“But may it not be for me to boast if it is not in the cross of our Lord Jesus Christ, through which the world has been crucified to me, and I to the world.”—Galatians 6:14
The cross of Christ is not a simple stop on the road of life, but it is the very road to life. Jesus did not stop at telling the Christian simply to take up their cross, but he commanded that they follow. Too many people think that the “taking up” is the most important thing. They might struggle to lift the burden, but once it is squarely upon their shoulders, they say, “enough of that,” and promptly drop the burden on the dirt. This is not the way that Christ has set before us. Yes, we must heft the cross that the Lord calls us to bear, but we must carry that cross, following Jesus. It will not be a pleasant load, for sure. There will be times when the splinters and the knots of the wood will dig deeply into your exposed back. You will be made to carry it across rough fields, potholes, dense brush, and the like. But even in the most difficult, painful, and unpleasant times, it will be a sweet load to bear, for it is the load of your savior.
Before I became a Christian, I gloried in the world. In fact, I went out of my way to draw attention to myself. I would do wilder and wilder stunts and gimmicks as if to say “look at me!” Some of these things were quite silly and foolish, but many were downright shameful. Not only was there no good within me, but I paraded and gloried in that which was detestable. The problem that arose when I became a believer was not one of grieving over my past wicked ways, but of putting those ways behind me, and not looking back.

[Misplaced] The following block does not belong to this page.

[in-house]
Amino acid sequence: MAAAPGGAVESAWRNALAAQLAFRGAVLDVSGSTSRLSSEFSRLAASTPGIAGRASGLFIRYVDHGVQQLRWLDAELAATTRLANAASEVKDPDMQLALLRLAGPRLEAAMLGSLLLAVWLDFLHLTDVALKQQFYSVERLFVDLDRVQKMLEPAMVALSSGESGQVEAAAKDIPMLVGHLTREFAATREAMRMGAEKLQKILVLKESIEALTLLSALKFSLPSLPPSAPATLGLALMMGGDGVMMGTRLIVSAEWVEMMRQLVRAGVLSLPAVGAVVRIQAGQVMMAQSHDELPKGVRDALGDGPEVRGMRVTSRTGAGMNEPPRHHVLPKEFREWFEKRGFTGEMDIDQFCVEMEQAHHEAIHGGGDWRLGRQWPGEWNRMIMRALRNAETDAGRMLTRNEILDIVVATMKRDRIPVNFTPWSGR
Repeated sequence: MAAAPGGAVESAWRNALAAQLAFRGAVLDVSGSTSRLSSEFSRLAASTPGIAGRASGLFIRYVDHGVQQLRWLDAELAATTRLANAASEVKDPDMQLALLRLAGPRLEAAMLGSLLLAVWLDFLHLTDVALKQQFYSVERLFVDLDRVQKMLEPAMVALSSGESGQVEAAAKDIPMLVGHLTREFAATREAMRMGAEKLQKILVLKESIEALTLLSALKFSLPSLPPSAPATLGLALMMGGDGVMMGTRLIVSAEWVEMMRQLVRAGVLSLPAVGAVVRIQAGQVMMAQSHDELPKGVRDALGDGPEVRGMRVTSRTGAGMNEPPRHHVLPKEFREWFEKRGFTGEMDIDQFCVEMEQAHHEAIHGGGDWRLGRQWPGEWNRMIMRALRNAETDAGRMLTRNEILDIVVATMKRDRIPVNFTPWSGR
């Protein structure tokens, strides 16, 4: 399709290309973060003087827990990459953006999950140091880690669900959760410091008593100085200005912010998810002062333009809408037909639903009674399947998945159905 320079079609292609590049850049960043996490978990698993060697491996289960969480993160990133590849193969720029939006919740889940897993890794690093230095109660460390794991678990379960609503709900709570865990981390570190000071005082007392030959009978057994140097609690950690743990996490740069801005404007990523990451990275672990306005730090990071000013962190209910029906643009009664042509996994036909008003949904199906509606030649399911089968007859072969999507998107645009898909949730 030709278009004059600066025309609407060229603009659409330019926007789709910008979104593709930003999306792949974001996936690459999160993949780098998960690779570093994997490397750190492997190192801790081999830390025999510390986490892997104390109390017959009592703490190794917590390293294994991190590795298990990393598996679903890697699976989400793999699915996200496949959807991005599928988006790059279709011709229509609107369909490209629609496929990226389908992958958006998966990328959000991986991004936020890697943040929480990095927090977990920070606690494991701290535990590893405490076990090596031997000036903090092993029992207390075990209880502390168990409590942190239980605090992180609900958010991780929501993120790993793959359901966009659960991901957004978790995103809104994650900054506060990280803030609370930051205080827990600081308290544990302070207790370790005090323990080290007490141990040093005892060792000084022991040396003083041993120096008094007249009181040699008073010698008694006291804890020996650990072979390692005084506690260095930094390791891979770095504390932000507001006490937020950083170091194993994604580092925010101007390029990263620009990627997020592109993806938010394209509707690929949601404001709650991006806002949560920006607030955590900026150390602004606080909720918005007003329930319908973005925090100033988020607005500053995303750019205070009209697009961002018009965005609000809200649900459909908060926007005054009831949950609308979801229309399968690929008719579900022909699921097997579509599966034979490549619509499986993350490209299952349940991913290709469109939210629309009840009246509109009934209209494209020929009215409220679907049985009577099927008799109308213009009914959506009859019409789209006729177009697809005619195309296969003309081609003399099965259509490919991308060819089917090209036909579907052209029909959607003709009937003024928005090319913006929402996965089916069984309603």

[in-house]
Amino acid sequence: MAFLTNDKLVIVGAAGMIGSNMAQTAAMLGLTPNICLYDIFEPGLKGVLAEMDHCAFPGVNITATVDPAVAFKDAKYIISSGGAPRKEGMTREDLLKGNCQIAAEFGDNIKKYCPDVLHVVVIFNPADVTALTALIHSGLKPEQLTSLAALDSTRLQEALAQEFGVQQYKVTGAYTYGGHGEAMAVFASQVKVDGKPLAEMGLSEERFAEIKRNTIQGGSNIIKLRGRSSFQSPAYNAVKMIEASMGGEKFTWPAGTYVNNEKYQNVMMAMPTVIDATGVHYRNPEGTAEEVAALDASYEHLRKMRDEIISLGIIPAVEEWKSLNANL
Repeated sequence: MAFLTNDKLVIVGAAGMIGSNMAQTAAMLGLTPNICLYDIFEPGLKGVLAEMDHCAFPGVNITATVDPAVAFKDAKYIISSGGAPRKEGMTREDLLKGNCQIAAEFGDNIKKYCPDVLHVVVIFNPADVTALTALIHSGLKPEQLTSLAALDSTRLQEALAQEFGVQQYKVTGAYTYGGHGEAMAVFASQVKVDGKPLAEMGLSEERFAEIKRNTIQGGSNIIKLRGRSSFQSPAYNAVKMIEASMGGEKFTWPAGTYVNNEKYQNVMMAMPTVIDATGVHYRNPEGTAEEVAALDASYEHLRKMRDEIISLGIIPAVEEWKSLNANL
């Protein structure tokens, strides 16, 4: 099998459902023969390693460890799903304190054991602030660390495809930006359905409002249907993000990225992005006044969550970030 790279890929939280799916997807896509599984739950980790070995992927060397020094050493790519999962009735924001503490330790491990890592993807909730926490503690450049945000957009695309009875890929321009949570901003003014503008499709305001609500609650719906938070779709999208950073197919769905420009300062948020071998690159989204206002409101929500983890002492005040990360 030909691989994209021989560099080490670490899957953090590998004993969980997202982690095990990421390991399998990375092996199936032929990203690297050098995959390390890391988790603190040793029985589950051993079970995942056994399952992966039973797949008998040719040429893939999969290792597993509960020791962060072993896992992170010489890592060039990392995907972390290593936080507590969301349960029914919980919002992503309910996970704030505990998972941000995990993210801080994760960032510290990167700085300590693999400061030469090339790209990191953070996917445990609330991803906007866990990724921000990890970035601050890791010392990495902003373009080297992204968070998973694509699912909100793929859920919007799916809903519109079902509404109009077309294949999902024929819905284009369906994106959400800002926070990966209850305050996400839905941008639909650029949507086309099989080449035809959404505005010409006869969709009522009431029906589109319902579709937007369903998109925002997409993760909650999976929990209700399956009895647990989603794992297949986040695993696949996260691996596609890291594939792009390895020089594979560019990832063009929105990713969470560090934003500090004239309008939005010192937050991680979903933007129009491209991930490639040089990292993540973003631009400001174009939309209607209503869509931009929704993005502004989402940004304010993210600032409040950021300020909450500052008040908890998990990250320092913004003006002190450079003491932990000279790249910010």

This is the way of all believers. It is not good enough to simply confess that you have sinned and then go on living like a pagan; repentance means to turn around. Sadly, in my own life, there have been many when I have stumbled under the weight of trial and temptation. My heart has followed the example of Lot’s wife, looking back and longing for what I cannot have.
A pastor friend of mine once argued that the reason that Christians hold onto their sins so long is that human nature makes us hold on to things until they are too painful to grasp. We are like children reaching for the stove. At first we might receive a simple, “no” or a hand slap. But as we persist in trying to reach for the stove, the discipline becomes much more severe. This is not because our parents take joy in disciplining us, but it is because they want to prevent us from being burned severely. Sometimes the Holy Spirit’s fire of sanctification may seem too much to bear, but the sting of spiritual discipline will mature us where the fire of sin will consume.
So often, we find we are greatly tempted to look back fondly at the life God has saved us from. When that happens, let us remember well that the life God saved us from may seem sweet to the memory, but was only filled with bitterness once it passed the tongue. Let us be a people who live for their Lord; who keep eyes focused on the finish-line of heaven; and who never look back at our forsaken sins.